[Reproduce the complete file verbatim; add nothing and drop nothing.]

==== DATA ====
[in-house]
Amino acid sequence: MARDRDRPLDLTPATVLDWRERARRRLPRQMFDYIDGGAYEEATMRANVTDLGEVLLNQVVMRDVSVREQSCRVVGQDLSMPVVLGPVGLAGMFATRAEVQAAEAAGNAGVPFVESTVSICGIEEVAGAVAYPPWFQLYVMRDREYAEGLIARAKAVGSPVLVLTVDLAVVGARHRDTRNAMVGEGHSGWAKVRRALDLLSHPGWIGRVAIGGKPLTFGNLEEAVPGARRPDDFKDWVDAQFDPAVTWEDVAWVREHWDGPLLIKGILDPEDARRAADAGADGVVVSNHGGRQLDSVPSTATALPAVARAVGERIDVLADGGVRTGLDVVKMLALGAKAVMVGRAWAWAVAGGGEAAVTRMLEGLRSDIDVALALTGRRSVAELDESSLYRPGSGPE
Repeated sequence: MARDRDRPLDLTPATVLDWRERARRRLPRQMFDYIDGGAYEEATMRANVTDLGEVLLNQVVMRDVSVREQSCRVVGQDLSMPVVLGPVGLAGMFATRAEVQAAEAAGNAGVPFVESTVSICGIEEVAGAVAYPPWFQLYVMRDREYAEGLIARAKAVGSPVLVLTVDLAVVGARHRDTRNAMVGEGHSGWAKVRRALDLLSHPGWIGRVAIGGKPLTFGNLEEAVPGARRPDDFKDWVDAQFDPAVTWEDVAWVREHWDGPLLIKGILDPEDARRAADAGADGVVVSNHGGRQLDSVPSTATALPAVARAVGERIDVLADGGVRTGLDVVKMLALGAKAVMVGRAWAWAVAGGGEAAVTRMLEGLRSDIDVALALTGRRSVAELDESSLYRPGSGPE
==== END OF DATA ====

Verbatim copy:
[in-house]
Amino acid sequence: MARDRDRPLDLTPATVLDWRERARRRLPRQMFDYIDGGAYEEATMRANVTDLGEVLLNQVVMRDVSVREQSCRVVGQDLSMPVVLGPVGLAGMFATRAEVQAAEAAGNAGVPFVESTVSICGIEEVAGAVAYPPWFQLYVMRDREYAEGLIARAKAVGSPVLVLTVDLAVVGARHRDTRNAMVGEGHSGWAKVRRALDLLSHPGWIGRVAIGGKPLTFGNLEEAVPGARRPDDFKDWVDAQFDPAVTWEDVAWVREHWDGPLLIKGILDPEDARRAADAGADGVVVSNHGGRQLDSVPSTATALPAVARAVGERIDVLADGGVRTGLDVVKMLALGAKAVMVGRAWAWAVAGGGEAAVTRMLEGLRSDIDVALALTGRRSVAELDESSLYRPGSGPE
Repeated sequence: MARDRDRPLDLTPATVLDWRERARRRLPRQMFDYIDGGAYEEATMRANVTDLGEVLLNQVVMRDVSVREQSCRVVGQDLSMPVVLGPVGLAGMFATRAEVQAAEAAGNAGVPFVESTVSICGIEEVAGAVAYPPWFQLYVMRDREYAEGLIARAKAVGSPVLVLTVDLAVVGARHRDTRNAMVGEGHSGWAKVRRALDLLSHPGWIGRVAIGGKPLTFGNLEEAVPGARRPDDFKDWVDAQFDPAVTWEDVAWVREHWDGPLLIKGILDPEDARRAADAGADGVVVSNHGGRQLDSVPSTATALPAVARAVGERIDVLADGGVRTGLDVVKMLALGAKAVMVGRAWAWAVAGGGEAAVTRMLEGLRSDIDVALALTGRRSVAELDESSLYRPGSGPE